LG G5 review

LG takes 5 and retools its flagship Android phone

LG G5 review
LG G5 review

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The LG G5 doesn't try to squeeze more pixels into its 5.3-inch display, and that's something I'm actually happy to see. QHD resolutions (1440 x 2560) on phones are the ceiling that no one needs to break.

Lighting up the phone screen reveals there's little difference here. The smaller size increases the pixels per inch on the LG G5 to about 554ppi, but everything else looks similar, including the brightness.

It's not as vibrant as Samsung's Super AMOLED technology, but colors are still strong and the brightness is pleasing, allowing for an excellent viewing experience.

LG has instead, upgraded its IPS LCD to include always-on display functionality, something you won't see until the phone is asleep.


The display has a curved glass at the top

It keeps most of the screen dark, but leaves minimal information there, like the time, date and notification icons.

The Galaxy S7 and Galaxy S7 Edge tout a similar feature using Super AMOLED displays, but Samsung's always-on information bigger, brighter and can include the battery life and a faded color background.

Having used the new Samsung handsets extensively, I found the lack of a battery icon on the G5 frustrating, and at times I struggled to read the screen because the always-on display is just that dim.

However the G5 does have one major advantage over Samsung - notifications. While the S7 duo can only show icons for missed calls and text messages, the LG G5's always-on display will show you ALL your notification icons.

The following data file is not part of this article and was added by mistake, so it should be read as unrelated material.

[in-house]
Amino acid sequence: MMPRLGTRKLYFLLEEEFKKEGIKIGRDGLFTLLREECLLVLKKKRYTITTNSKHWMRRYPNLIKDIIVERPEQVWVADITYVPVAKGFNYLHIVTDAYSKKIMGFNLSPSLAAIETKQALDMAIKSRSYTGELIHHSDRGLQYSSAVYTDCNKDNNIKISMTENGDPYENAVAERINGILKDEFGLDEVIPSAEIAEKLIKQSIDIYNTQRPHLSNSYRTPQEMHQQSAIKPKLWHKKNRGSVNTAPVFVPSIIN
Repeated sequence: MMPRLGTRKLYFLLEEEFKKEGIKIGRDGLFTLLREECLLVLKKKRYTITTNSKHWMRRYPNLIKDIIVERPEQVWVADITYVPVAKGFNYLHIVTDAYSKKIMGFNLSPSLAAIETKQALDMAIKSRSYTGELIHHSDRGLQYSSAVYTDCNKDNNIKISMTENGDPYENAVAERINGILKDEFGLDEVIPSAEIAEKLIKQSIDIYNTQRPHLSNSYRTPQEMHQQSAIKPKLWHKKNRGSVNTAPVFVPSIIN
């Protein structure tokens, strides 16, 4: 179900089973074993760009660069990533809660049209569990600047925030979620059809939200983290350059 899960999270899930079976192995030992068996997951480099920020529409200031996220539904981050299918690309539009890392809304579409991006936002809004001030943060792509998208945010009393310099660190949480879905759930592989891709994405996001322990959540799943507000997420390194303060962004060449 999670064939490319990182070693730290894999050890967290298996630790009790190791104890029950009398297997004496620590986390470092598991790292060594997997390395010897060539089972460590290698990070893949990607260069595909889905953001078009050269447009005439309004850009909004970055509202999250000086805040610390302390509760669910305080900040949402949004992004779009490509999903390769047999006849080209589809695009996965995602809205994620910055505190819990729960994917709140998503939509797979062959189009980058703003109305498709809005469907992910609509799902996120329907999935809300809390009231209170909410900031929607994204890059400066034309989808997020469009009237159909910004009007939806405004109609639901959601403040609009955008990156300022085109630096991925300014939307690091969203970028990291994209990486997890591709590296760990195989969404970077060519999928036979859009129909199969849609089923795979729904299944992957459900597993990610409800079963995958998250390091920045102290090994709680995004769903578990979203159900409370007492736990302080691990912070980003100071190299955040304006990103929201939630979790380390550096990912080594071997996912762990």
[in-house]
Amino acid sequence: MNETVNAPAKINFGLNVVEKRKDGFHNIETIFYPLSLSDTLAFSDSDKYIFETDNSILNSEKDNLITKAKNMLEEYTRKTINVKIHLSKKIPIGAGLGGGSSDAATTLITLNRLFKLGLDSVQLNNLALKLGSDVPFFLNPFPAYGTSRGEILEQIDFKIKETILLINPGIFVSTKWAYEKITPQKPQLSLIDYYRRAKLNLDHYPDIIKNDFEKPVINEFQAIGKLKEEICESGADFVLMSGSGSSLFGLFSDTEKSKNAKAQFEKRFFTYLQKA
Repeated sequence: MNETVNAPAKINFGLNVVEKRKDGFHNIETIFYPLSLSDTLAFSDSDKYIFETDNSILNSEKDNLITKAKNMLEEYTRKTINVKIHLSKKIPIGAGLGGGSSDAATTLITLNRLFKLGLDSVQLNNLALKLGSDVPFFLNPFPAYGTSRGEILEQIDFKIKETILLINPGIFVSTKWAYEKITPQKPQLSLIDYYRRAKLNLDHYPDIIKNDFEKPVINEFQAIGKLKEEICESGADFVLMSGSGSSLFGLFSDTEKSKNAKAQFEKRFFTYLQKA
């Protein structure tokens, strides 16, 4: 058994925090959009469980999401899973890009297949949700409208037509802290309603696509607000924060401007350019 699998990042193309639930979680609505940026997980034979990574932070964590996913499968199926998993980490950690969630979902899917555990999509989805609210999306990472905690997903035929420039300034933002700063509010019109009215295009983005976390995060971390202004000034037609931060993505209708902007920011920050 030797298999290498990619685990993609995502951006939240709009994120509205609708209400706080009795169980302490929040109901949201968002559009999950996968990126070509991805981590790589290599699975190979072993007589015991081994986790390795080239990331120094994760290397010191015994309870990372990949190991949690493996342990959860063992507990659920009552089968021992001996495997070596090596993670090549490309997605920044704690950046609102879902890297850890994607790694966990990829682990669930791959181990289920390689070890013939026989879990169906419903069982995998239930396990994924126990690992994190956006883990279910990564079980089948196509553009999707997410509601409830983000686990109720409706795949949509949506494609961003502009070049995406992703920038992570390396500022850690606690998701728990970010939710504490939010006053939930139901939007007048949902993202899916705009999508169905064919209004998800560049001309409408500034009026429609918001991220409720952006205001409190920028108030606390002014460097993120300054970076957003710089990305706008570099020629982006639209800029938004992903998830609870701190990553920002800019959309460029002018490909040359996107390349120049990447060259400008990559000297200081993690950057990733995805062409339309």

Here you can see the time, date and notification icons when the phone is asleep

That instantly makes it much more useful, allowing you to decide whether it's worth firing up the power hungry full display, or to leave that WhatsApp chat for later.

All of this is useful because, when not wearing a smartwatch, I check my phone at least 100 times a day for the time and various notifications. LG says people do this closer to 150 times a day.

Whatever your number is, an always-on display puts the essentials at your fingerprints without you having to wake the phone and its power-hungry processor.


Still a Quad HD resolution, but the upgrade is fully realized when the screen is off

The Moto X Style display does something similar, but the LG G5 pulls it off without the need for hand-waving gestures to trigger a bunch of IR sensors. It's the true meaning of always-on.

LG says the battery only drains an extra 0.8% an hour with its new second screen, and that seems like a great trade off at first blush.

But that adds up to be 19.2% over a full 24 hours. It may not be worth keeping this feature if you don't have a smartphone-glancing obsession.

LG Friends

The LG G5 is not alone. In fact it launched with an entire posse, dubbed 'LG Friends'.

These 'Friends' are a range of accessories that are tasked with taking the phone to the next level. I like the ideas of each, but in practice they're unconvincing.